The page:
Carolyn G. Olson and William Effland. USDA-NRCS, 14th and Independence Ave, Washington, DC 20013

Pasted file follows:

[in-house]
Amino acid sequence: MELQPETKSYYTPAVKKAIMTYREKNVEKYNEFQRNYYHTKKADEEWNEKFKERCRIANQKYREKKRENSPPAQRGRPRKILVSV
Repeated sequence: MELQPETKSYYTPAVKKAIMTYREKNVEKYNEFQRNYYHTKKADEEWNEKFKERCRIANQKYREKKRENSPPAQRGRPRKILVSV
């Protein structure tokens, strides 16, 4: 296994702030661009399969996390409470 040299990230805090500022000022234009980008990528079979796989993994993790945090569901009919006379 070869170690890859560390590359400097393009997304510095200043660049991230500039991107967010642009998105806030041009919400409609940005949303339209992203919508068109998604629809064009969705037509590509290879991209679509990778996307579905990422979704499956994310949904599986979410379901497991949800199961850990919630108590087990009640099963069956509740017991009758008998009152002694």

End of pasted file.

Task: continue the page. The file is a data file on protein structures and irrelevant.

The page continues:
Soil geomorphic studies require three investigative steps. These include a) knowledge of the surficial stratigraphy and parent materials, b) geomorphic surfaces defined in time and space and c) correlation of soil and sediment properties to the landscape features. During the twentieth century, illustration of these three aspects was largely confined to two-dimensional products such as graphs, stratigraphic sections, fence diagrams, and flat maps of geomorphic surfaces and landscape relief. These products provide significant information and for those well-trained in spatial relations, contain sufficient information to develop a conceptual model representative of the landscape and its subsurface.Today, we have access to a wide array of three-dimensional visualization products that provide interpretative information in a GIS-structured environment. Three-dimensional displays may provide additional critical information not immediately apparent or possible to examine in two-dimensional renderings of data. Geomorphometric analysis using digital elevation models (DEMs) and associated derivative products offers possibilities for quantitative description and characterization of soil geomorphic relationships. We will examine several locations in the central USA for which soil-geomorphic data are available within an area of a few 10's of kms. Using 30-meter DEMs, the most commonly available elevation data in the USA, we will establish more quantitative relationships between geomorphic surfaces, soils, and sediments. In instances where multiple scale DEMs are available, we will develop criteria to determine the most representative scales for different geomorphic investigations.